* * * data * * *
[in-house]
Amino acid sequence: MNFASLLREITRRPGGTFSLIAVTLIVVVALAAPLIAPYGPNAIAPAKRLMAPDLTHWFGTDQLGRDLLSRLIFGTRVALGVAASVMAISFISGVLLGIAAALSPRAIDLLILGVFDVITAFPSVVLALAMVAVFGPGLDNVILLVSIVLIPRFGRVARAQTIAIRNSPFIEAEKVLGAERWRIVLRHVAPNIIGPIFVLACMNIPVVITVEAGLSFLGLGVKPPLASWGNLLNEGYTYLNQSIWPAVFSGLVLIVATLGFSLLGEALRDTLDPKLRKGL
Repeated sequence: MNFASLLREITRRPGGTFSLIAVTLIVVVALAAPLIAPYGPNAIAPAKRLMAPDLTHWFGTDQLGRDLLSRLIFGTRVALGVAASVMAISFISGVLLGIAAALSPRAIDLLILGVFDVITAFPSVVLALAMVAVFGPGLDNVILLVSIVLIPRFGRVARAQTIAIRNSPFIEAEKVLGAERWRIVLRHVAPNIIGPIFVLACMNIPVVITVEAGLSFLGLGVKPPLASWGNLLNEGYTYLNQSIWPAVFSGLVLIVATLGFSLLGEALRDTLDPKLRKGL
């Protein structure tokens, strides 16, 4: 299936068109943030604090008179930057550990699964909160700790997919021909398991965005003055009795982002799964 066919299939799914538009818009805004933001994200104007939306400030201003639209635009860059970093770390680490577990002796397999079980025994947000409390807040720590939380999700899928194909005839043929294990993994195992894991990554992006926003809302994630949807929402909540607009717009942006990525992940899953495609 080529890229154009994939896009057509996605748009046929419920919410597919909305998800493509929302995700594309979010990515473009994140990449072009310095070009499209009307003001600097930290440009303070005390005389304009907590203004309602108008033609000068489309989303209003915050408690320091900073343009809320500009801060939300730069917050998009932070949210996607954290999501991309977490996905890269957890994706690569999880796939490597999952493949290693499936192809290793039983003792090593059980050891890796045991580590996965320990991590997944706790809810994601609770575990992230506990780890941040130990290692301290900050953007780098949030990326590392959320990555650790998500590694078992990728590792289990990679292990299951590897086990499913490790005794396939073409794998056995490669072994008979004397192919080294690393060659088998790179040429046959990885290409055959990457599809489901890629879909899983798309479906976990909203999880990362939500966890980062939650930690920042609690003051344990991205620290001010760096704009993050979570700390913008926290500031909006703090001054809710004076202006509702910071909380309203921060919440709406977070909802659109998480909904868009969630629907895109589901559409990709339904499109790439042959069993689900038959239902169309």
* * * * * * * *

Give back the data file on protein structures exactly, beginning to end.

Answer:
[in-house]
Amino acid sequence: MNFASLLREITRRPGGTFSLIAVTLIVVVALAAPLIAPYGPNAIAPAKRLMAPDLTHWFGTDQLGRDLLSRLIFGTRVALGVAASVMAISFISGVLLGIAAALSPRAIDLLILGVFDVITAFPSVVLALAMVAVFGPGLDNVILLVSIVLIPRFGRVARAQTIAIRNSPFIEAEKVLGAERWRIVLRHVAPNIIGPIFVLACMNIPVVITVEAGLSFLGLGVKPPLASWGNLLNEGYTYLNQSIWPAVFSGLVLIVATLGFSLLGEALRDTLDPKLRKGL
Repeated sequence: MNFASLLREITRRPGGTFSLIAVTLIVVVALAAPLIAPYGPNAIAPAKRLMAPDLTHWFGTDQLGRDLLSRLIFGTRVALGVAASVMAISFISGVLLGIAAALSPRAIDLLILGVFDVITAFPSVVLALAMVAVFGPGLDNVILLVSIVLIPRFGRVARAQTIAIRNSPFIEAEKVLGAERWRIVLRHVAPNIIGPIFVLACMNIPVVITVEAGLSFLGLGVKPPLASWGNLLNEGYTYLNQSIWPAVFSGLVLIVATLGFSLLGEALRDTLDPKLRKGL
């Protein structure tokens, strides 16, 4: 299936068109943030604090008179930057550990699964909160700790997919021909398991965005003055009795982002799964 066919299939799914538009818009805004933001994200104007939306400030201003639209635009860059970093770390680490577990002796397999079980025994947000409390807040720590939380999700899928194909005839043929294990993994195992894991990554992006926003809302994630949807929402909540607009717009942006990525992940899953495609 080529890229154009994939896009057509996605748009046929419920919410597919909305998800493509929302995700594309979010990515473009994140990449072009310095070009499209009307003001600097930290440009303070005390005389304009907590203004309602108008033609000068489309989303209003915050408690320091900073343009809320500009801060939300730069917050998009932070949210996607954290999501991309977490996905890269957890994706690569999880796939490597999952493949290693499936192809290793039983003792090593059980050891890796045991580590996965320990991590997944706790809810994601609770575990992230506990780890941040130990290692301290900050953007780098949030990326590392959320990555650790998500590694078992990728590792289990990679292990299951590897086990499913490790005794396939073409794998056995490669072994008979004397192919080294690393060659088998790179040429046959990885290409055959990457599809489901890629879909899983798309479906976990909203999880990362939500966890980062939650930690920042609690003051344990991205620290001010760096704009993050979570700390913008926290500031909006703090001054809710004076202006509702910071909380309203921060919440709406977070909802659109998480909904868009969630629907895109589901559409990709339904499109790439042959069993689900038959239902169309």